COLUMN: Legendary San Dimas coach Gary Prestesater coached the Tribune boys all-stars like he was competing for a CIF title

Where: Damien High School
When: Friday
Time: Girls game 6 p.m., boys 8 p.m.
By Aram Tolegian, staff writer
It’s been a few years now since Gary Prestesater left the local spotlight.
From legendary athlete at Glendora High School to legendary basketball coach at San Dimas to legendary but brief program re-builder at West Covina, Prestesater has spent his entire life building himself into a local stalwart.
A probably forgotten chapter in the story of Prestesater’s athletic and coaching prowess came in 2006 when he was selected to be the head coach of the Tribune team in that spring’s Tribune/Star-News All-Star Classic.
I say selected because to this day I’m not sure Prestesater ever officially accepted the assignment.
In fact, the phone call to get him to coach the game went something like this.


“Coach, this is Aram Tolegian from the Tribune.”


“Coach, this is Aram Tolegian from the Tribune.”

“Whaddya want, I’m at McDonald’s getting coffee.”

“I wanted to see if you’d be interested in coaching the all-star team.”

“… What day is it?”

And just like that the makings of one of the most memorable San Gabriel Valley all-star games was under way.

Prestesater had recently come out of retirement to become the head coach of the dormant West Covina boys basketball program. He was never meant to be a long-term solution, but he did get things rolling again and provided momentum to the program that has since flickered out.

Under Prestesater, the Bulldogs turned things around and became one of the top teams in the area. It was a turnaround befitting of recognition as the all-star team coach.

After giving Prestesater a brief history of the brief history of the Tribune/Star-News All-Star Classic, which was only in its third year at the time, he was armed with the knowledge that the side of the Valley he had spent his life building his legend on was not holding up its end of the bargain thus far in the series, which was 2-0 for the Star-News.

A year prior, in a game played with the intensity of a CIF championship, the Tribune team, led by Glendora standouts James Powell and Justin Sapp and Player of the Year Collin Robinson of Diamond Bar, watched in disbelief as the Star-News team won on a 3-pointer at the buzzer by La Canada’s Philip Anderson before a sizable crowd at Azusa Pacific University.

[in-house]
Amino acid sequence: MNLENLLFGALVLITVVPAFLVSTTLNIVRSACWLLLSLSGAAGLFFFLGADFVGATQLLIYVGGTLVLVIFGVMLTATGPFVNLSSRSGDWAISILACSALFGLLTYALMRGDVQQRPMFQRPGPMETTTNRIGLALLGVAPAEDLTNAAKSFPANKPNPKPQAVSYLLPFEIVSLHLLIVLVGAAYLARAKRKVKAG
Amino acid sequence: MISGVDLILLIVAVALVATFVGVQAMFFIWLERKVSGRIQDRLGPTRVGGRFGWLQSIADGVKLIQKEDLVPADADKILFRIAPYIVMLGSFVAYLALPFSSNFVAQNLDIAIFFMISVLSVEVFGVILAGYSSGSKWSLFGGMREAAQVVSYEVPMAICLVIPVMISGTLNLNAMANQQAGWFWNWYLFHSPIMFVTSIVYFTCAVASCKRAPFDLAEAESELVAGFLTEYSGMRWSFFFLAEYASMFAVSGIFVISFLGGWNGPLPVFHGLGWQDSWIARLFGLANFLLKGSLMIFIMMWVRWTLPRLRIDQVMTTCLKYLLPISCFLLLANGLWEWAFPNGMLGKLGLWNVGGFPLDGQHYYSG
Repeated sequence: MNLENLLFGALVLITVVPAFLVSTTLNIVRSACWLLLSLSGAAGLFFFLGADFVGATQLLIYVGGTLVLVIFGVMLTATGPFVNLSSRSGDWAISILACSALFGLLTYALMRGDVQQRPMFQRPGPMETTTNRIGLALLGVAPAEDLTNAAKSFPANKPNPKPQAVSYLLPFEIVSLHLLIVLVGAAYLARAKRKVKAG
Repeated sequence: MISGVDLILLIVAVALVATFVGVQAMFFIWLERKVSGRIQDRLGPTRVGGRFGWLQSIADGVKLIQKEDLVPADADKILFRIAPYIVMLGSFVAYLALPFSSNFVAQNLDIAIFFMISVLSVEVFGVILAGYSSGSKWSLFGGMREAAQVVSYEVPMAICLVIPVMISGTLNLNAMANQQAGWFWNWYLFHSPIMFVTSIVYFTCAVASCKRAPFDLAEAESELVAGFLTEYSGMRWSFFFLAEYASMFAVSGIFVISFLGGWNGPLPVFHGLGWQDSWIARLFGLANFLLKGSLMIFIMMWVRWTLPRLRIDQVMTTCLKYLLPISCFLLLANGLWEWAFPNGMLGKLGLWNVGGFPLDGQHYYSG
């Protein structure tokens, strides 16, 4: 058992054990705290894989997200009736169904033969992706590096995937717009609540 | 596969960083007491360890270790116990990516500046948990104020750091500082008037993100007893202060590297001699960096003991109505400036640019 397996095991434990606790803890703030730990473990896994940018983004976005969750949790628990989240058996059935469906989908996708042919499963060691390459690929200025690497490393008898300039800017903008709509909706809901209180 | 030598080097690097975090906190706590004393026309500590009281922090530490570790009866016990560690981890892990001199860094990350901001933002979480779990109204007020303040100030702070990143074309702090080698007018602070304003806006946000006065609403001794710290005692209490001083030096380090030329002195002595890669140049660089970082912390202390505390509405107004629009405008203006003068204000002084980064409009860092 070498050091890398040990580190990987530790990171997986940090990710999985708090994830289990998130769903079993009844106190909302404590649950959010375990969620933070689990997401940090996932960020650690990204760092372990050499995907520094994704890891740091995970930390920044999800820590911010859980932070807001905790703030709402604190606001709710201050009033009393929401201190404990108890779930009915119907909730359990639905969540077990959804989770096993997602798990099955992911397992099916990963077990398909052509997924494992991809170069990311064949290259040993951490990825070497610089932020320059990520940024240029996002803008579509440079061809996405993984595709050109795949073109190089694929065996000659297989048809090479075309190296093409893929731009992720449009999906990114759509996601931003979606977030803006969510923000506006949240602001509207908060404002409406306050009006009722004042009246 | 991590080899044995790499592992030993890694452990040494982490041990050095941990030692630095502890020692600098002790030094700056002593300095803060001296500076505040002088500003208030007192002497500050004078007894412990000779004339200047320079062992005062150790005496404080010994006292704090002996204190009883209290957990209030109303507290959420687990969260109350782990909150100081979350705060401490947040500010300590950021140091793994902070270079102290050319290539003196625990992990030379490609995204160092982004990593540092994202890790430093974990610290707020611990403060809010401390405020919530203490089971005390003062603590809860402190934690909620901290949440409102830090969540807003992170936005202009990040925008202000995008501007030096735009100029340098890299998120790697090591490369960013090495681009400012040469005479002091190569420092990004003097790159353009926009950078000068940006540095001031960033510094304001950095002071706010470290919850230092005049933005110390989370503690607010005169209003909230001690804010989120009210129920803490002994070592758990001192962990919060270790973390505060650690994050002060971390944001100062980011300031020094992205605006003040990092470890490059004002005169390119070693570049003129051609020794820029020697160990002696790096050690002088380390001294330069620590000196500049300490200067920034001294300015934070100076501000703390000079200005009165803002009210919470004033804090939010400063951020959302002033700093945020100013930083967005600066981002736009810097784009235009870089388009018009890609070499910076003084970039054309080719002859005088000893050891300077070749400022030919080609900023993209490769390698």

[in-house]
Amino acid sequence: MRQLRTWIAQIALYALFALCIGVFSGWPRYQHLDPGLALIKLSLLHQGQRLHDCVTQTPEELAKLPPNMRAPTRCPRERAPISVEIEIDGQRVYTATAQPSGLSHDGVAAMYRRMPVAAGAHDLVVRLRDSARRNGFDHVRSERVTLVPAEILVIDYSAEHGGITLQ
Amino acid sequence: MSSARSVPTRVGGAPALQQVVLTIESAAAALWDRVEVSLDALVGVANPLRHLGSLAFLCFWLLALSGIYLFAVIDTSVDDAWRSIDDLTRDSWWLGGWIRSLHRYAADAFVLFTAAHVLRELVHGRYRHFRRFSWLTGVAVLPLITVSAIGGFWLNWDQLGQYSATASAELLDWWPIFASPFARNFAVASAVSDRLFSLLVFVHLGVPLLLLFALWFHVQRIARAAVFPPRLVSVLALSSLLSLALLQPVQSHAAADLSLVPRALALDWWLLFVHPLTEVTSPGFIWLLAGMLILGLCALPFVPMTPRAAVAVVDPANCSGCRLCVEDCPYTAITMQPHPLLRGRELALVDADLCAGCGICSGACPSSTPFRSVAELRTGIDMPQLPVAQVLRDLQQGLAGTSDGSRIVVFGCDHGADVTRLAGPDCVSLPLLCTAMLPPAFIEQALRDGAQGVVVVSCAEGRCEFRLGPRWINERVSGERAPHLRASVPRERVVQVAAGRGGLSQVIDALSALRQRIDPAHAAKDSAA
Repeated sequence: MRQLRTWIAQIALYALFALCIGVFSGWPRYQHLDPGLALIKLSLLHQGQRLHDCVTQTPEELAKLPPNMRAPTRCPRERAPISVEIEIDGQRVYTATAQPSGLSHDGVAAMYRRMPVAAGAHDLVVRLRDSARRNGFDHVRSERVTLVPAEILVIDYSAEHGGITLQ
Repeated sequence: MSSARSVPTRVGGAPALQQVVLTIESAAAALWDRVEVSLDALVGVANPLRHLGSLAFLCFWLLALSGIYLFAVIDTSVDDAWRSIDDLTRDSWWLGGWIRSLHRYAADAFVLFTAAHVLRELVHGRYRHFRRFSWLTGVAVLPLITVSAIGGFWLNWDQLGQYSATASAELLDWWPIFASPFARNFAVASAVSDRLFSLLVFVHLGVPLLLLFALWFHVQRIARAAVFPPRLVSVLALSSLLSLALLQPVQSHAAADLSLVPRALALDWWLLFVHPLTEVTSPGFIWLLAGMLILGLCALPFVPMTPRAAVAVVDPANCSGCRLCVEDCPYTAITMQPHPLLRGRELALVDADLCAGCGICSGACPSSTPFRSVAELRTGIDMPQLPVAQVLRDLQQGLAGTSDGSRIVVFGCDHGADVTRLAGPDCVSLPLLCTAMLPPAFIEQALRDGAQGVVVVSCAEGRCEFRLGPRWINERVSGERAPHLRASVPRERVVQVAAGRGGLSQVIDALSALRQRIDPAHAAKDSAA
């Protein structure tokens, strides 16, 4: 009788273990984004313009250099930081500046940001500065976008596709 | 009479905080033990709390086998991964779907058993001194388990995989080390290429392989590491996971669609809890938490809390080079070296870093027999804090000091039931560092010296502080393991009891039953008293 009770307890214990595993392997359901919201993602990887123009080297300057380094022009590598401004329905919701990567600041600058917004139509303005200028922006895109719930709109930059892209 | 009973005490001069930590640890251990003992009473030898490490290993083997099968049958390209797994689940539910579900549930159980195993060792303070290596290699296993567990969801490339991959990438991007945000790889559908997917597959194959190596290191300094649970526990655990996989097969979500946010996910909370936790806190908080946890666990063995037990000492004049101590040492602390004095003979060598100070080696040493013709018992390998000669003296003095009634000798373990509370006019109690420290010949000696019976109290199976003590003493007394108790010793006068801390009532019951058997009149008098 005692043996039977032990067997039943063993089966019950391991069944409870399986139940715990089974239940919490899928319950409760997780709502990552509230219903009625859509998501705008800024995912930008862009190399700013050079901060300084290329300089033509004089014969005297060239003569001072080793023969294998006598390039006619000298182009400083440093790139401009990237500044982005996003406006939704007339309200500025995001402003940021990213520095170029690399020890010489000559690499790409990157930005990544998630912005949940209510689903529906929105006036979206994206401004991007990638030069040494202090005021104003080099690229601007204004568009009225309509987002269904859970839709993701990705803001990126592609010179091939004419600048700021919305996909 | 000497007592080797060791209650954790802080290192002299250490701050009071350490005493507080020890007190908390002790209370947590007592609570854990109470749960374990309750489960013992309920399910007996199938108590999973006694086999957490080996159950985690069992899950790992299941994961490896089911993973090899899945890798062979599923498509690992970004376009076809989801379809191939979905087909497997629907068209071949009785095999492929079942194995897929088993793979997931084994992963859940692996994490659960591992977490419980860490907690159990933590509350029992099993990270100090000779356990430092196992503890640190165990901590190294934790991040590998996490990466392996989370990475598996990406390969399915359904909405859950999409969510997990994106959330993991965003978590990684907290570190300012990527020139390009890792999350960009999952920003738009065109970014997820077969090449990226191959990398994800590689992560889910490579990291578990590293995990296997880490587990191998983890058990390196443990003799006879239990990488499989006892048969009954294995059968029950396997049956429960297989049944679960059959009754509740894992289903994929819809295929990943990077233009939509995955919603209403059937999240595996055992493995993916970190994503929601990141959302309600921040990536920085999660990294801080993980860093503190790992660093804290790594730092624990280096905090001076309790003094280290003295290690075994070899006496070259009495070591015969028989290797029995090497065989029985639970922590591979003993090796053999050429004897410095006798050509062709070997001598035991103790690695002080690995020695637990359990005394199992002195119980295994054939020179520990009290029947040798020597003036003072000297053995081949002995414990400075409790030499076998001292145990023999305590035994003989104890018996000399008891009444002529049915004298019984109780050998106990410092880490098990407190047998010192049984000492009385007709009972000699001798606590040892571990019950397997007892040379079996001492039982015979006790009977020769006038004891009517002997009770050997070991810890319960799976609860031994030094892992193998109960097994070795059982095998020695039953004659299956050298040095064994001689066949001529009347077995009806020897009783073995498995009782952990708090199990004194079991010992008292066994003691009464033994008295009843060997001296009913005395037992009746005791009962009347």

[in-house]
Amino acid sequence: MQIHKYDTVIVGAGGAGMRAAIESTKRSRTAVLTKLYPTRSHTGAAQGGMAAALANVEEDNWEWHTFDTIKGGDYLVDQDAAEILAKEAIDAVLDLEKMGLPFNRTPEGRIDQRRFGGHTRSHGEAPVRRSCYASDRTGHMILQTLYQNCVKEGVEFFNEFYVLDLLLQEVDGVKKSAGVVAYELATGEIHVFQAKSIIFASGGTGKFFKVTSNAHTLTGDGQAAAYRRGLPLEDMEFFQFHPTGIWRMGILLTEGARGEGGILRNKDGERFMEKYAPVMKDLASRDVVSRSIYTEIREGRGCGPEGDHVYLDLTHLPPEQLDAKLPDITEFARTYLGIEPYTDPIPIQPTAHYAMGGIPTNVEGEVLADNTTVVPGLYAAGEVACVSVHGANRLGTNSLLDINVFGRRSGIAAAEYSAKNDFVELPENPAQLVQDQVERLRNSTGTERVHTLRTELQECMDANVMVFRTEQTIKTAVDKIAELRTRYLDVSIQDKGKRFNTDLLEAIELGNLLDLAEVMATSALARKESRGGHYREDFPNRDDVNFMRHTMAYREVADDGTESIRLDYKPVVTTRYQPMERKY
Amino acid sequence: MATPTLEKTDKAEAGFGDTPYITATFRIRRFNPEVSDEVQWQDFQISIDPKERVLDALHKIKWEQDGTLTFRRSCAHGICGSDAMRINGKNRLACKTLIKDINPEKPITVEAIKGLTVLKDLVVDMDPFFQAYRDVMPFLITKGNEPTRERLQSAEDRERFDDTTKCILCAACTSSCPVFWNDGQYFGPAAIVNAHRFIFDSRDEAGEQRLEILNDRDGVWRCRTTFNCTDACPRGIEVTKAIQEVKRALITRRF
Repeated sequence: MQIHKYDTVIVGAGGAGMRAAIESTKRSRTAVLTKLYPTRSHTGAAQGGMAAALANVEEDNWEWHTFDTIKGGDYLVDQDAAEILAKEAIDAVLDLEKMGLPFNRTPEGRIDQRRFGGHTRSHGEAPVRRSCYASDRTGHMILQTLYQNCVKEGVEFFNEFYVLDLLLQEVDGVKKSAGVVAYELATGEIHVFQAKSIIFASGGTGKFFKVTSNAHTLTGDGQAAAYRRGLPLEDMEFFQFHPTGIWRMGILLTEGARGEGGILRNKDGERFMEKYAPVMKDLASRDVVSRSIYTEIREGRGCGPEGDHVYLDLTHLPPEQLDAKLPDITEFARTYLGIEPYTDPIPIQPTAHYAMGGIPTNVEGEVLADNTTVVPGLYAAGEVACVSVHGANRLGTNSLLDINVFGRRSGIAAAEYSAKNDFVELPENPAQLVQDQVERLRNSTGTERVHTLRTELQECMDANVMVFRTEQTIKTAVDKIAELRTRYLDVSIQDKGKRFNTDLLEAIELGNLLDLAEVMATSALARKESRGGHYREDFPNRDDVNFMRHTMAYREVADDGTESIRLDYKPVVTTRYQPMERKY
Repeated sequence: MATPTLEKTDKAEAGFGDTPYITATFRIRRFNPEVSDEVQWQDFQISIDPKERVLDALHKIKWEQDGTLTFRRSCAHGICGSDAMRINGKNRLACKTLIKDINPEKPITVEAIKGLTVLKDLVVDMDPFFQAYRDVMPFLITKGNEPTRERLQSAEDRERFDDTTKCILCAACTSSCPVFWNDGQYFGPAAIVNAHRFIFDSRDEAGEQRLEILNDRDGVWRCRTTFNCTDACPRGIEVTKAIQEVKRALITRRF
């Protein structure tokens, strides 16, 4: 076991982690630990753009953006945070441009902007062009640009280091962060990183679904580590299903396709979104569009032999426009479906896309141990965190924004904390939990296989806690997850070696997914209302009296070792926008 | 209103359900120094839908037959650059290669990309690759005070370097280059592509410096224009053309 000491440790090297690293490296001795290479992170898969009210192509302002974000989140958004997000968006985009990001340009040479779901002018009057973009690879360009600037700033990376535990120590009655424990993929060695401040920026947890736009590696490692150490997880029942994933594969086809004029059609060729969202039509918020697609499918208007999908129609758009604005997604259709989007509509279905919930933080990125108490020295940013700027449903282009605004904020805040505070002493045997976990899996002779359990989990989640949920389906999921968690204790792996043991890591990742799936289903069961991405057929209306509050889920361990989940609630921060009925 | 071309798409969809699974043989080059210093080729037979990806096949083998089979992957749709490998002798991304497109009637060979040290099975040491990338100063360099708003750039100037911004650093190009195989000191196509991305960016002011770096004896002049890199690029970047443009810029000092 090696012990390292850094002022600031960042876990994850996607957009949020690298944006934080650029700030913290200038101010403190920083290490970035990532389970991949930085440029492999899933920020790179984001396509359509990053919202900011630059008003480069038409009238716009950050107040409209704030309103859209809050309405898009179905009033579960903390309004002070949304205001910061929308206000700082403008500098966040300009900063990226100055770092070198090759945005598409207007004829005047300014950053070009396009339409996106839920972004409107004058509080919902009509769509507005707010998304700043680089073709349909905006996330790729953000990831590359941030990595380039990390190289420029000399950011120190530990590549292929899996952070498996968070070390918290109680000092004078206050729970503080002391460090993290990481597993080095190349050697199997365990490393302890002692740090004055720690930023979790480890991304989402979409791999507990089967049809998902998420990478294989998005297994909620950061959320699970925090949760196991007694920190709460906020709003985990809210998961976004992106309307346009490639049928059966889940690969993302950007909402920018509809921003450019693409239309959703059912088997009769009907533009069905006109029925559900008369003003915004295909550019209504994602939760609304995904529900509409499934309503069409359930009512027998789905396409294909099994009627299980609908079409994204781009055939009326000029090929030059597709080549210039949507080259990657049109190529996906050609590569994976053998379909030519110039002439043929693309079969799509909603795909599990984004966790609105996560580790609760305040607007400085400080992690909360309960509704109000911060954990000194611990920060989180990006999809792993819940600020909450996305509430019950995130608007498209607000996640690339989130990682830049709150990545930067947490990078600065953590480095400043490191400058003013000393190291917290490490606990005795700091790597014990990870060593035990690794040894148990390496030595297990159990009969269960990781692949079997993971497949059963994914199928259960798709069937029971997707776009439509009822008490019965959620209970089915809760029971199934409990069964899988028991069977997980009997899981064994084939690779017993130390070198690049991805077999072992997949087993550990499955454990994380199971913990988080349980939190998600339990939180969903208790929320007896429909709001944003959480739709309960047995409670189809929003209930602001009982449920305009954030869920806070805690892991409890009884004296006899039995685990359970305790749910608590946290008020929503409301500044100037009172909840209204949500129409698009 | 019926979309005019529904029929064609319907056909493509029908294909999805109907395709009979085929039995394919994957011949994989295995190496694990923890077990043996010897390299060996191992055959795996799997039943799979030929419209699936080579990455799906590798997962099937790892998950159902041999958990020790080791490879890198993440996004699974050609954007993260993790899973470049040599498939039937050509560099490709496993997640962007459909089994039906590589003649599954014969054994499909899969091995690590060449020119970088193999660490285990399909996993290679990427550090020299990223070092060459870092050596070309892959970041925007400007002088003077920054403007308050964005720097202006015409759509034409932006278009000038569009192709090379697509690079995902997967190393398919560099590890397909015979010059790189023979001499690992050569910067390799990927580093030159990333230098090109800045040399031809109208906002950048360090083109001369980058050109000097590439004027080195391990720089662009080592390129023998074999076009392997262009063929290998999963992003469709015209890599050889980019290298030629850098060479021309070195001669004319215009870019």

To see the looks on the Tribune players’ faces after the game and the jubilant bench-clearing celebration by the Star-News team, you knew it wasn’t just an all-star game.

The man tasked with getting respect back for the Tribune side was Prestesater. However, the question as to whether an unapologetic old-school coach could relate to a bunch of hot-shot teenage all-stars looking to do things in an all-star game that they couldn’t do in a normal game was on a lot of people’s minds.

There were some who wondered if after a couple practices with Prestesater half the players would even show up for the game. There was nothing loose about the way Prestesater did things.

I attended the first Tribune practice and remembered wondering the same thing when 15 minutes into the session, Prestesater was teaching his team an out-of-bounds play he wanted to run in the game.

An out-of-bounds play? Really? In an all-star game? Usually, all-star practices are part getting back in shape and part controlled scrimmage with lots of trash talk mixed in.

Contrast the Tribune team learning out-of-bounds plays with the Star-News team which was being coached by former Pasadena coach Tim Tucker, a budding legend himself.

The smooth Tucker was and is a player’s coach. Perfect for an all-star game. Perfect to appeal to teens but also command their respect.